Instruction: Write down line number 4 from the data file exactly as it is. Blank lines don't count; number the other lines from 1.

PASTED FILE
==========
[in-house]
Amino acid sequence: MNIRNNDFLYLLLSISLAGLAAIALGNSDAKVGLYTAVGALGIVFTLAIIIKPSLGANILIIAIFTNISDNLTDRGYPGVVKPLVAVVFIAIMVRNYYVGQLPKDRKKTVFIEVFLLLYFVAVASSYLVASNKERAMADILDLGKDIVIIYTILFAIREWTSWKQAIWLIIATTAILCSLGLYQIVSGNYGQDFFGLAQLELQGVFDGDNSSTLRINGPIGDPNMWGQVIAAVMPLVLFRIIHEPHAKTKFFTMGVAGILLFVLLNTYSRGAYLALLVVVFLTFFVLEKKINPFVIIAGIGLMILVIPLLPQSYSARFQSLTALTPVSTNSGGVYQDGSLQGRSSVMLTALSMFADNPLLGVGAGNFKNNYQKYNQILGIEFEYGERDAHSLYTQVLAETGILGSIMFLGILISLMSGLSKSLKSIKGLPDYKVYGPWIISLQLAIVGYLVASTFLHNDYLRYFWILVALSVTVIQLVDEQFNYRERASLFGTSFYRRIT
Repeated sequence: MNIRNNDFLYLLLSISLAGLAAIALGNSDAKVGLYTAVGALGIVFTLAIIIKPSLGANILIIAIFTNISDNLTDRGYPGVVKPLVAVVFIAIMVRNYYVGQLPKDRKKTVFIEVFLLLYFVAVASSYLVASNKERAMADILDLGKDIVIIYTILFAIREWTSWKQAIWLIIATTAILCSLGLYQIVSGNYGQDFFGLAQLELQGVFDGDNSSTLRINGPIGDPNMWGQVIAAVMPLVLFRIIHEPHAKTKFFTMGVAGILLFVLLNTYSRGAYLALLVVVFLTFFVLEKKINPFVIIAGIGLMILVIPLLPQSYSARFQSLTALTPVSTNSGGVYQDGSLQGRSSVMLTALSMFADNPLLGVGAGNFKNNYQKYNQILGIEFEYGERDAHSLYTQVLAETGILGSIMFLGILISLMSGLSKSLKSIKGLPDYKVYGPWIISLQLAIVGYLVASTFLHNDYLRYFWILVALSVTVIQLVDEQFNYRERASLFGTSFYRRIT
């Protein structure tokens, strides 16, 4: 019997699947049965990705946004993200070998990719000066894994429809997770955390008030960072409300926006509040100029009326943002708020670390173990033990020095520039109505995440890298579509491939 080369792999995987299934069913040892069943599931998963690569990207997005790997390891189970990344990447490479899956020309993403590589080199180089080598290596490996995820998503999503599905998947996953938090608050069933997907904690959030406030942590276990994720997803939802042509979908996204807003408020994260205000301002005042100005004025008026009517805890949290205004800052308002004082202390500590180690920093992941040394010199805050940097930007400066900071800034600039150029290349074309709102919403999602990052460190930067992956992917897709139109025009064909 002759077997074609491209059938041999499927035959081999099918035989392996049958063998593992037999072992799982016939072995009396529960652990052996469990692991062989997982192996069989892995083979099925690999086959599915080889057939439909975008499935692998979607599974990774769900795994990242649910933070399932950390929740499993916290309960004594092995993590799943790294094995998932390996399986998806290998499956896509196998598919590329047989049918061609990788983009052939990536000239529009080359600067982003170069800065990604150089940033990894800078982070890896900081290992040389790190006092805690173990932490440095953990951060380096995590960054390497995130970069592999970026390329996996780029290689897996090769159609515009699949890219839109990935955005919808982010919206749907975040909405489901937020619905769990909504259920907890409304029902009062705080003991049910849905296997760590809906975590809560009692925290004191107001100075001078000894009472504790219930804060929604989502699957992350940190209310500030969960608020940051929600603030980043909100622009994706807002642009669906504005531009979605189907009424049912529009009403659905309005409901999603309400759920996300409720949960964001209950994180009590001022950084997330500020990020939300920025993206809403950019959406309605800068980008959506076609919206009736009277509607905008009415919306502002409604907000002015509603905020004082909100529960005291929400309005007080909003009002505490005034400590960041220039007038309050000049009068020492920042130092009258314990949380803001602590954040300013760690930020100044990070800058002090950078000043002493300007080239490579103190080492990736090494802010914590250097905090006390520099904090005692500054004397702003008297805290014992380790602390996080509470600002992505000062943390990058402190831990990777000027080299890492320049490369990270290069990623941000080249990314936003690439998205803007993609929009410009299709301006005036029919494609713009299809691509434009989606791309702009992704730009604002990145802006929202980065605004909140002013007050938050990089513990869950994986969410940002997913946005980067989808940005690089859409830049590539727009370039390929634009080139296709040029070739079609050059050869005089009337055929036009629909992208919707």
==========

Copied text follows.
């Protein structure tokens, strides 16, 4: 019997699947049965990705946004993200070998990719000066894994429809997770955390008030960072409300926006509040100029009326943002708020670390173990033990020095520039109505995440890298579509491939 080369792999995987299934069913040892069943599931998963690569990207997005790997390891189970990344990447490479899956020309993403590589080199180089080598290596490996995820998503999503599905998947996953938090608050069933997907904690959030406030942590276990994720997803939802042509979908996204807003408020994260205000301002005042100005004025008026009517805890949290205004800052308002004082202390500590180690920093992941040394010199805050940097930007400066900071800034600039150029290349074309709102919403999602990052460190930067992956992917897709139109025009064909 002759077997074609491209059938041999499927035959081999099918035989392996049958063998593992037999072992799982016939072995009396529960652990052996469990692991062989997982192996069989892995083979099925690999086959599915080889057939439909975008499935692998979607599974990774769900795994990242649910933070399932950390929740499993916290309960004594092995993590799943790294094995998932390996399986998806290998499956896509196998598919590329047989049918061609990788983009052939990536000239529009080359600067982003170069800065990604150089940033990894800078982070890896900081290992040389790190006092805690173990932490440095953990951060380096995590960054390497995130970069592999970026390329996996780029290689897996090769159609515009699949890219839109990935955005919808982010919206749907975040909405489901937020619905769990909504259920907890409304029902009062705080003991049910849905296997760590809906975590809560009692925290004191107001100075001078000894009472504790219930804060929604989502699957992350940190209310500030969960608020940051929600603030980043909100622009994706807002642009669906504005531009979605189907009424049912529009009403659905309005409901999603309400759920996300409720949960964001209950994180009590001022950084997330500020990020939300920025993206809403950019959406309605800068980008959506076609919206009736009277509607905008009415919306502002409604907000002015509603905020004082909100529960005291929400309005007080909003009002505490005034400590960041220039007038309050000049009068020492920042130092009258314990949380803001602590954040300013760690930020100044990070800058002090950078000043002493300007080239490579103190080492990736090494802010914590250097905090006390520099904090005692500054004397702003008297805290014992380790602390996080509470600002992505000062943390990058402190831990990777000027080299890492320049490369990270290069990623941000080249990314936003690439998205803007993609929009410009299709301006005036029919494609713009299809691509434009989606791309702009992704730009604002990145802006929202980065605004909140002013007050938050990089513990869950994986969410940002997913946005980067989808940005690089859409830049590539727009370039390929634009080139296709040029070739079609050059050869005089009337055929036009629909992208919707």